HDPE pipe is a flexible plastic pipe that is frequently used to replace aging concrete or steel main pipelines. Made of thermoplastic HDPE (high-density polythene), this material’s high level of impermeability and strong molecular bond make it ideal for high-pressure pipelines. HDPE pipe is used worldwide for water mains, gas mains, sewer mains, slurry transfer lines, rural irrigation, fire system supply lines, electrical and communication conduits, and stormwater and drainage pipes.

Benefits of HDPE Pipes

Polyethylene’s toughness and chemical resistance, as well as its corrosion resistance and lightweight, have contributed to its increasing use in situations requiring cost-effective and durable fluid and gas piping systems. According to a press release from the Plastics Pipe Institute, “PE piping has been used in Europe and America for water and other fluids since the 1950s due to its durability, leak-free joints, corrosion resistance, and long-term cost-effectiveness.”

Butt welding, electrofusion welding, socket welding, or extrusion welding can all be used to join HDPE pipes. These joints heat the pipe during the joining process, resulting in an entirely homogeneous joint that is as strong as, if not stronger than, the existing pipe on either side of the weld. There is no need for rubber seals or jointing chemicals, which are used to join PVC pipes and contribute to environmental toxicity and increase the likelihood of failure over time. According to the suppliers of HDPE pipe, PE is less prone to root intrusion and maintains the pipeline’s integrity even when installed in unstable soils.

Since the fusion welding system eliminates the need for anchors or thrust restraint blocks, the joints become fully end-load resistant, lowering material and installation costs. This also enables future excavations closer to the pipeline to be safer, which is critical for high-pressure gas pipelines. Trenchless installation with coils of PE pipe is safer and less intrusive on the surrounding environment.

HDPE pipe systems can be used in a variety of applications, including standard trenching for water mains, fire ring mains, sewer mains, and gas mains pipelines, as well as horizontal drilling for electrical and telecommunications conduits. According to a manufacturer of HDPE systems, HDPE systems are cost-effective to install, have low long-term maintenance costs, and enable the use of less expensive installation techniques such as HDD (horizontal directional drilling), slip-lining, pipe bursting, floating, and submerged pipe.

HDPE pipe is extremely durable and flexible and can be bent on-site to a radius of twenty-five times the nominal pipe diameter (for SDR11 and SDR17 pipe) at or below the ambient temperature of twenty degrees Celsius. This results in significant cost savings when compared to other pipe systems, which require glued fittings, restraints, or thrust blocks for even minor direction changes. Due to HDPE pipe’s high impact resistance and flexibility, it is well suited for installation in dynamic soils, including those prone to earthquakes. Due to its smooth bore and end-to-end jointing methods, HDPE pipe has an extremely high flow capacity. HDPE pipe does not corrode in the environment and retains its flow characteristics over time, in contrast to ferrous piping systems, which rust and develop internal resistance to fluid flow.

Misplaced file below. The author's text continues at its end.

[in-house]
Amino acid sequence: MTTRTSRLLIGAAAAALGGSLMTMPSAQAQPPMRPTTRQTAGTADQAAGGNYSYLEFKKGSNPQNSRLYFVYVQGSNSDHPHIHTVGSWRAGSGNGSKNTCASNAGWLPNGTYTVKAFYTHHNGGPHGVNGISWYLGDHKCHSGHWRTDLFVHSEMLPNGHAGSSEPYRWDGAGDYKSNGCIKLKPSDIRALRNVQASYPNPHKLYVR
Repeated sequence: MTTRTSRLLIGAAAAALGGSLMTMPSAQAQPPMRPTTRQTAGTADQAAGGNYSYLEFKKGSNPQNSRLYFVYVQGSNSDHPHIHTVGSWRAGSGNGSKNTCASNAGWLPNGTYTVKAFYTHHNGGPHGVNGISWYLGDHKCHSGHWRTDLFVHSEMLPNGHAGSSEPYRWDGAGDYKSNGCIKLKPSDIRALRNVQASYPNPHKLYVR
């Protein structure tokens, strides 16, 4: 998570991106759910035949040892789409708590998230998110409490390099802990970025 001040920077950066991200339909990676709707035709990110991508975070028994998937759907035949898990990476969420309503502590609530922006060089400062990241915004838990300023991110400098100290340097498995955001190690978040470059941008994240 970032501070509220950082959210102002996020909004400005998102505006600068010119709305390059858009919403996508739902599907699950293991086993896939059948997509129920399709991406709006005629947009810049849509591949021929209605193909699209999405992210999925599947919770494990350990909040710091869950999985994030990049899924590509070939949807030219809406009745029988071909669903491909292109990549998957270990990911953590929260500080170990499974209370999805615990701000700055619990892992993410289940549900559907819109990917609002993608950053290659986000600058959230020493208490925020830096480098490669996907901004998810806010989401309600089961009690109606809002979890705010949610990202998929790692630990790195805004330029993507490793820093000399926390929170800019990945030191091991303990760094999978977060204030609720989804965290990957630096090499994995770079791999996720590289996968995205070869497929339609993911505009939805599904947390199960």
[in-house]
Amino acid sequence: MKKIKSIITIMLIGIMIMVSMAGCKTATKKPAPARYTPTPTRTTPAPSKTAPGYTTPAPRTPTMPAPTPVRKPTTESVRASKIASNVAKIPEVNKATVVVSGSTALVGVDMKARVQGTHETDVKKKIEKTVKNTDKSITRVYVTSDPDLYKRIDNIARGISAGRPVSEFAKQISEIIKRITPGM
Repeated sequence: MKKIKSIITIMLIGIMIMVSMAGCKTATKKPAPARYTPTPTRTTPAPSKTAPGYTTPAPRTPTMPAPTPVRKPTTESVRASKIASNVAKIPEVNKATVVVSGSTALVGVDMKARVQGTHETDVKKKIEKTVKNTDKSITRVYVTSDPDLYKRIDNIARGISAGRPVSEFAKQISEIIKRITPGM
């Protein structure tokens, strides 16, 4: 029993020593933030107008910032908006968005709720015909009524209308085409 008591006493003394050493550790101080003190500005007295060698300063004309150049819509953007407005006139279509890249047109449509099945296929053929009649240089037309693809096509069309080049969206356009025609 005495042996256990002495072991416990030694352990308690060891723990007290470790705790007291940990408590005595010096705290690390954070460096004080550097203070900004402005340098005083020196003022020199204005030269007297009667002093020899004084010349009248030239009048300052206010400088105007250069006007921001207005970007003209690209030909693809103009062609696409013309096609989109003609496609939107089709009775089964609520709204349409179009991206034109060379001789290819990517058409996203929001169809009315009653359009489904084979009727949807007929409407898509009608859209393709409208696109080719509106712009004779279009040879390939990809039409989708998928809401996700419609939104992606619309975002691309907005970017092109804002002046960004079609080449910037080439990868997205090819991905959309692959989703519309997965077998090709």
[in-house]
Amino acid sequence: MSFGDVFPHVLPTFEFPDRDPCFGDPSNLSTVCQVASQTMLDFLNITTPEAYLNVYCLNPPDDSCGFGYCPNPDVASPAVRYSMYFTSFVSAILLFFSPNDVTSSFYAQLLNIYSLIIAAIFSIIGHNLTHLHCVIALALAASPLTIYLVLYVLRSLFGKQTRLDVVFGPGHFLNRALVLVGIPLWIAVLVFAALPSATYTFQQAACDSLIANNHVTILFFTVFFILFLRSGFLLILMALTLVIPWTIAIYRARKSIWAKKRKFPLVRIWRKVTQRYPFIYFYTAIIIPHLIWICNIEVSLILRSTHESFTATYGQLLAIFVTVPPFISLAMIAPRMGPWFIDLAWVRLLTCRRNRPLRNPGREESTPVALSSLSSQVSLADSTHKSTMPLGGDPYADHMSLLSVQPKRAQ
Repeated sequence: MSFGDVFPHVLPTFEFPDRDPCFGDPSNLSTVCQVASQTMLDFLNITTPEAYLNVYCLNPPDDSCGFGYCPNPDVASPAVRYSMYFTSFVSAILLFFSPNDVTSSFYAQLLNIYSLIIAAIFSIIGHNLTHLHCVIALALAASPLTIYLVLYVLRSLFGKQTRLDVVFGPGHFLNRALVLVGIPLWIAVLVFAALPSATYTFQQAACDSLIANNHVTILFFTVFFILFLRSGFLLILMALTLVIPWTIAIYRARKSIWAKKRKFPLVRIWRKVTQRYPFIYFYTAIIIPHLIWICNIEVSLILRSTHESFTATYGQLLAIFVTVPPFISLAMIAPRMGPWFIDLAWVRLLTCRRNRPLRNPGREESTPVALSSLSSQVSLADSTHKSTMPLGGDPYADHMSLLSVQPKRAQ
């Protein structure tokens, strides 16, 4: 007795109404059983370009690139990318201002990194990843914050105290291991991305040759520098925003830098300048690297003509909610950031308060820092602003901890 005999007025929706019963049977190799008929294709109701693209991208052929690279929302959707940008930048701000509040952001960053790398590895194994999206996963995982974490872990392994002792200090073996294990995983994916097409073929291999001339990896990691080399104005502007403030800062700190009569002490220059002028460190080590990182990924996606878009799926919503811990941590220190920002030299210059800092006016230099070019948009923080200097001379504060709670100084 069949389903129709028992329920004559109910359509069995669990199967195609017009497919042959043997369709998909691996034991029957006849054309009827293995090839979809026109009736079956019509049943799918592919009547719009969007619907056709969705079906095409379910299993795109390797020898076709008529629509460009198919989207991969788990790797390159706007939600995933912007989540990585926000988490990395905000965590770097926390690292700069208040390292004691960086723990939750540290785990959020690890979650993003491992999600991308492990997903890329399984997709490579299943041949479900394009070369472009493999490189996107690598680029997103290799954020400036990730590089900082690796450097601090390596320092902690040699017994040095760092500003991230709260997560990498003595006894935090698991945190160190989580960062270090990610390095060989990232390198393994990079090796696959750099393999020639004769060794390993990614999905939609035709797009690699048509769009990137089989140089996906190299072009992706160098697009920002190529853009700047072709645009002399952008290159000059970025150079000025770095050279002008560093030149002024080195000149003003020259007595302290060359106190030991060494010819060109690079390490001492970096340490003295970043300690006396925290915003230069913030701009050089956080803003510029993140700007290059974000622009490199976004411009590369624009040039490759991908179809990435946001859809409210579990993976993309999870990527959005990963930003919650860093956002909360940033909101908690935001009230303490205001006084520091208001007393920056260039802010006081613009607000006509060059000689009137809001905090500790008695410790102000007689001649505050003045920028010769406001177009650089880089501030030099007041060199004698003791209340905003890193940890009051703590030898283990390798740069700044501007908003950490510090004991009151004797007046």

Because HDPE pipes are constructed from virgin food-grade polythene, they are safe for the transfer of drinking water, provided that any initial debris has been flushed out. HDPE pipe is resistant to a wide variety of chemicals, allowing it to be used in process plants and in areas with corrosive or acidic environments without the need for protective coatings or galvanizing, as steel pipes require. Due to HDPE’s low thermal conductivity, it can maintain more consistent temperatures when transporting fluids than metal pipes, significantly reducing the need for insulation to control condensation around the pipeline.

Expected lifespan of HDPE Pipes

Although HDPE pipe is frequently estimated to last 50 years, it is more likely to last 100 years. PIPA (Plastics Industry Pipe Association) and the Plastic Pipe Institute (PPI) have both published technical white papers on the design life of HDPE pipes. The PIPA paper is titled “Life Expectancy for Plastics Pipes,” and it states that due to the fifty-year stress regression data, some people incorrectly believe that plastic pipe systems have a fifty-year life expectancy. Indeed, these pipe systems are capable of lasting up to or exceeding 100 years.

PE pipes and fittings were introduced in the mid-1900s for irrigation and water supply applications, but also for gas, fuel, and other industrial applications. The use of this 50-year time interval creates the misconception that it represents a pipe life of 50 years. The actual life of properly manufactured and installed pipe systems cannot be predicted, but can be expected to exceed 100 years before major rehabilitation is required.